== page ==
Reaching Refugees is one example of a population health initiative that demonstrated success through intraprofessional collaboration and teamwork. Over time, the program can be further expanded to measure education efficacy, address additional healthcare issues, and include other underserved populations in the county.

The local healthcare system extended efforts beyond Reaching Refugees, creating a more comprehensive partnership with private practices and JBS itself. The network of entities collaborated to hire a nurse care coordinator to assist with access and navigation of the local healthcare system for JBS employees. Although resources are scarce in rural communities as compared with urban areas, the collaboration between the hospital, private practices, and JBS has resulted in success. According to a Gallagher report of total expenses paid between 2017 and 2018, inappropriate ED utilization by JBS employees is expected to decline 41% in the first quarter alone. Meanwhile, local primary care practices continue to report an increase in office visits, demonstrating a positive trend in appropriate access to primary care.

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The unique role of rural nurses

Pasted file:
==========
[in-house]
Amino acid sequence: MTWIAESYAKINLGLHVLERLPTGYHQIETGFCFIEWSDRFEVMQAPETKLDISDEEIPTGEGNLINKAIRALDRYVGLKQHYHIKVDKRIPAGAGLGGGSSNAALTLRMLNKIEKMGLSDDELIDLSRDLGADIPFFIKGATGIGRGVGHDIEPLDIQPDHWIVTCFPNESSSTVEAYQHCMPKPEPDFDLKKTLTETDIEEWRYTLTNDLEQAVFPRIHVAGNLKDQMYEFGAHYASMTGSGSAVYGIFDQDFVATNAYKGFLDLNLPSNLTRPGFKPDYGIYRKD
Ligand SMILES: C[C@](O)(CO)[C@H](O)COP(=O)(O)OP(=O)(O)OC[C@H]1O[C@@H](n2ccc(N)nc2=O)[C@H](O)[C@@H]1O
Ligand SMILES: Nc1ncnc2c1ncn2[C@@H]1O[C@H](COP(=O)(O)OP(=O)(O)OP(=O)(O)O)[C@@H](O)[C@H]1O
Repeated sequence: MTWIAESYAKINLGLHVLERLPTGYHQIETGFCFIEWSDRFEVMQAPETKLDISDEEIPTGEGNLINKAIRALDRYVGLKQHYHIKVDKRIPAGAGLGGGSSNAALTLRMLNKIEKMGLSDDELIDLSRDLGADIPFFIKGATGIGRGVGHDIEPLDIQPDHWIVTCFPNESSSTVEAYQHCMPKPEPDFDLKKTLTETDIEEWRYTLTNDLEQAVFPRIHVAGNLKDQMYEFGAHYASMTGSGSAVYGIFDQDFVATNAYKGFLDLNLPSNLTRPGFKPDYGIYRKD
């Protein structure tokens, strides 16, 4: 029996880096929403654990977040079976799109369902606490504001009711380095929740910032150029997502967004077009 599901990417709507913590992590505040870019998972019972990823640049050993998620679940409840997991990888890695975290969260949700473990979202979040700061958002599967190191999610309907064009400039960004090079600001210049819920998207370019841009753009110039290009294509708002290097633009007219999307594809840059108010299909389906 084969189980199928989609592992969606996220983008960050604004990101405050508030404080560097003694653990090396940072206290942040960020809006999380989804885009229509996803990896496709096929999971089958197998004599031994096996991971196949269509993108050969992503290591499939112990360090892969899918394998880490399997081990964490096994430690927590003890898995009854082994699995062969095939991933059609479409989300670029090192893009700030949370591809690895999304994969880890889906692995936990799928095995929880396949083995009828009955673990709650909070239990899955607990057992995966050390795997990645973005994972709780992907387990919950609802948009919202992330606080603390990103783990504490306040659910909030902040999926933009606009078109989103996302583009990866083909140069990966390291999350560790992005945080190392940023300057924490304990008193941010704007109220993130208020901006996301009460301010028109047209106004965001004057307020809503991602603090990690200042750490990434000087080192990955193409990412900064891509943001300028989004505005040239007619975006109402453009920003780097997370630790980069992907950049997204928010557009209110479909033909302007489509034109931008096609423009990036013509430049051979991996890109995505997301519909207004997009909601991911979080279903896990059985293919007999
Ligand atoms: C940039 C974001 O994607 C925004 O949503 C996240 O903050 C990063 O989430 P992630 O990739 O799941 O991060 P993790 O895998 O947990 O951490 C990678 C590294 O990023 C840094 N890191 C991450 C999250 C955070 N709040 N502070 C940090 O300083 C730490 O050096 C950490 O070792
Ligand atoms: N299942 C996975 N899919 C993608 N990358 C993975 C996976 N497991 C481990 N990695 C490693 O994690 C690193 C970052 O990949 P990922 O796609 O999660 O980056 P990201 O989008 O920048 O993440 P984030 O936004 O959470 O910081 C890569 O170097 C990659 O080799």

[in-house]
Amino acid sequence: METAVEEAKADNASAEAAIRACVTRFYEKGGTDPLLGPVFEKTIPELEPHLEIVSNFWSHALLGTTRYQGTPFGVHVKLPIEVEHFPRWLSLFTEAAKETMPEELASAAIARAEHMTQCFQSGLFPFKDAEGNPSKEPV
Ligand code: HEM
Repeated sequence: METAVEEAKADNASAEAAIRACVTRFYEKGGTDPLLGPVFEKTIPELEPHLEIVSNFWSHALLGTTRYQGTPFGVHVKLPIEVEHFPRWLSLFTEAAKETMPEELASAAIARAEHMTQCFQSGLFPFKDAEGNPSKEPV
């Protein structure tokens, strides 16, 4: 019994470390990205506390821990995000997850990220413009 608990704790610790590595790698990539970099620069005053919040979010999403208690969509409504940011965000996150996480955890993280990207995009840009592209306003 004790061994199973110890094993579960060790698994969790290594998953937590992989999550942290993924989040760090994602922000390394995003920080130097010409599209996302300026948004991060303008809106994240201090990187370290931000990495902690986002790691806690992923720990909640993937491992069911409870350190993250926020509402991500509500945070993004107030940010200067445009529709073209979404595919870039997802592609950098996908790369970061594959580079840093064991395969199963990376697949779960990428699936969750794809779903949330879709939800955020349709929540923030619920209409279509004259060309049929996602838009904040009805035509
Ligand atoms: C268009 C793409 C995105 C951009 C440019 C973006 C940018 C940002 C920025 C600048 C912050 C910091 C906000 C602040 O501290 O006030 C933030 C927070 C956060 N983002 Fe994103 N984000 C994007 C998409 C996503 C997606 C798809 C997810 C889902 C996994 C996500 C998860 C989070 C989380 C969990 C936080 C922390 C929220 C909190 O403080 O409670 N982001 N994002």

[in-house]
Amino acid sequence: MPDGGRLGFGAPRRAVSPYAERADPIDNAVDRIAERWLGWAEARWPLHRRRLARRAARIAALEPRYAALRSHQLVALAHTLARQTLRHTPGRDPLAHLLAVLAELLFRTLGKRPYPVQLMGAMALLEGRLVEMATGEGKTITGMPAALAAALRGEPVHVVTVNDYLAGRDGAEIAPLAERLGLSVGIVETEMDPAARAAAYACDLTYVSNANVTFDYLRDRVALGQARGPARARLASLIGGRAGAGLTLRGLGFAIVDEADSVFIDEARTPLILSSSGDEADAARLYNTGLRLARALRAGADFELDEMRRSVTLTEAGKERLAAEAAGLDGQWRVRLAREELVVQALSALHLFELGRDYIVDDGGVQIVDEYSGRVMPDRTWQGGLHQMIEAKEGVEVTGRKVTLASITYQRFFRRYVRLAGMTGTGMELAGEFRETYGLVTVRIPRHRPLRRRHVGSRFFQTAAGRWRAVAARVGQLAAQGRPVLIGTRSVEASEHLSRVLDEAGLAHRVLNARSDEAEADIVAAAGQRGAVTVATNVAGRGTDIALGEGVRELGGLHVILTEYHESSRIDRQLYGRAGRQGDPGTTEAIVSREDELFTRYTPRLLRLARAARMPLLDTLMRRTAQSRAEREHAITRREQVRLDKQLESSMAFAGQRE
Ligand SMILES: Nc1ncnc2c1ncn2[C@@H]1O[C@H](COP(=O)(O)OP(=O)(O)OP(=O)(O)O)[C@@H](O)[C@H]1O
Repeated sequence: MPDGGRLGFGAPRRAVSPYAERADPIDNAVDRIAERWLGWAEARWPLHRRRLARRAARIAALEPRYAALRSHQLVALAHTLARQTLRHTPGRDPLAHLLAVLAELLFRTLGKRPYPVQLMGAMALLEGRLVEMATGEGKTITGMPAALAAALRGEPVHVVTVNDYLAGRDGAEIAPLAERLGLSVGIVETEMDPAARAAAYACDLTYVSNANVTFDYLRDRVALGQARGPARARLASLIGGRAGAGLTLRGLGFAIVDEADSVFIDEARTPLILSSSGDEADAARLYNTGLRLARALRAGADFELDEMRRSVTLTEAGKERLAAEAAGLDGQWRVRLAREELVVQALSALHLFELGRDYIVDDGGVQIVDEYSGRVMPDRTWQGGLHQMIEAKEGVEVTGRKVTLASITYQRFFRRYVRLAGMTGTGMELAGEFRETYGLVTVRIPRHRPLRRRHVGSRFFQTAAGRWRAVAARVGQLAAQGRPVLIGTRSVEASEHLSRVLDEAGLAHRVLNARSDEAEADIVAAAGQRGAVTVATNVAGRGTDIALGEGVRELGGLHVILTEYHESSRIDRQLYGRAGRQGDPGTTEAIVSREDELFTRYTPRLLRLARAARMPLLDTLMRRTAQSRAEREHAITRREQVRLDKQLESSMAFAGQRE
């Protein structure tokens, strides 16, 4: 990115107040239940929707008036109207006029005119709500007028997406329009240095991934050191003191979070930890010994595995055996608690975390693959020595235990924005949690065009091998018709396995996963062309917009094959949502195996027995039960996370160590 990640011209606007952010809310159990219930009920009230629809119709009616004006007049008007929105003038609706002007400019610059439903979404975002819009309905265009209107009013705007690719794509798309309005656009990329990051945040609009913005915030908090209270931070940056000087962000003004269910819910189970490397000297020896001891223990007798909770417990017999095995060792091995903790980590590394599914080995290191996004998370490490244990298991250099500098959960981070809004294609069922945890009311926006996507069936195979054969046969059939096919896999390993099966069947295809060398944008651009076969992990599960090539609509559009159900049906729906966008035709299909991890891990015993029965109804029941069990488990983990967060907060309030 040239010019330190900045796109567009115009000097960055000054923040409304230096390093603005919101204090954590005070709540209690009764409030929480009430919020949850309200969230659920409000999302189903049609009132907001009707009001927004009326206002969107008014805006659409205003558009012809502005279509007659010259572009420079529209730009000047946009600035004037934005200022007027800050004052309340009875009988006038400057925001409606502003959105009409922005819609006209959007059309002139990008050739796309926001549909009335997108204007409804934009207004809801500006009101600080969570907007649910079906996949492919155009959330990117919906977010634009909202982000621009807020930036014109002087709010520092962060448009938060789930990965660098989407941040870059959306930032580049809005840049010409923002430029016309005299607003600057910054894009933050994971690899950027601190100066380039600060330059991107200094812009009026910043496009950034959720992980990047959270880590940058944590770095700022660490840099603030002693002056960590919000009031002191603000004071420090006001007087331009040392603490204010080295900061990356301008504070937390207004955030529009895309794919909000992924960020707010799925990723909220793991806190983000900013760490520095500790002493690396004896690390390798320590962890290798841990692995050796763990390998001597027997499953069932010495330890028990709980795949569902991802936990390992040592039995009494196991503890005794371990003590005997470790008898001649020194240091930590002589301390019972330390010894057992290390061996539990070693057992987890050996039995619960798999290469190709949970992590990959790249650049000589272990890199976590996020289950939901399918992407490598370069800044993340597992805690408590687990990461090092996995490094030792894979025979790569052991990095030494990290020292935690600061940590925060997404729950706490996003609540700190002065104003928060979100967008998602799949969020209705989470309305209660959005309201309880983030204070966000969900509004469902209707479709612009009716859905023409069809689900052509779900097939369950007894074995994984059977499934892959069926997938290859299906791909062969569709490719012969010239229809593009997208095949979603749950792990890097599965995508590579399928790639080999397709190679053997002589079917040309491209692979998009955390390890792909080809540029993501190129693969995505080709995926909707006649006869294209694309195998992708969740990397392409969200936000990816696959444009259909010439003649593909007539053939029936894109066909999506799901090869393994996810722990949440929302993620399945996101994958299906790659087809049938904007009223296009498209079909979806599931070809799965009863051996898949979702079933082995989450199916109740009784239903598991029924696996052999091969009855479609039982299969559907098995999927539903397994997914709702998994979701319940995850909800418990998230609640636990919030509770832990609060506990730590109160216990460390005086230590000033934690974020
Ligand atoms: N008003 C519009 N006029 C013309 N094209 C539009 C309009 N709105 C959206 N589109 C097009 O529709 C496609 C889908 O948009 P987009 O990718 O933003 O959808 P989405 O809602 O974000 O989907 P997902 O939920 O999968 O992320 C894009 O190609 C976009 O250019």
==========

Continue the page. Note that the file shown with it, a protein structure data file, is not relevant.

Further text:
Rural nurses are often described as “generalists.”10 They're the bedside nurse, the patient educator, the rapid response team member, and the case manager. Rural nurses care for those coming into life and those taking their last breath all in the same shift. It isn't uncommon for the rural nurse to be the informaticist Monday through Friday and the ED nurse on Saturday. These nurses often require experience in several areas of care. How does this environment affect refugees in rural communities?

Although there are limited resources in rural areas, most rural nurses know how to quickly access assistance from close ties that exist within the community and can network to improve care. They're also able to pull from considerable experience when caring for refugees. In a complex healthcare system, sending refugees from place to place creates more confusion and opportunity for error and nonadherence. Often, rather than referring refugees from one department to another, a single nurse can cover a large overview of needs in one setting, and refugees can transition to appropriate areas of care with greater ease.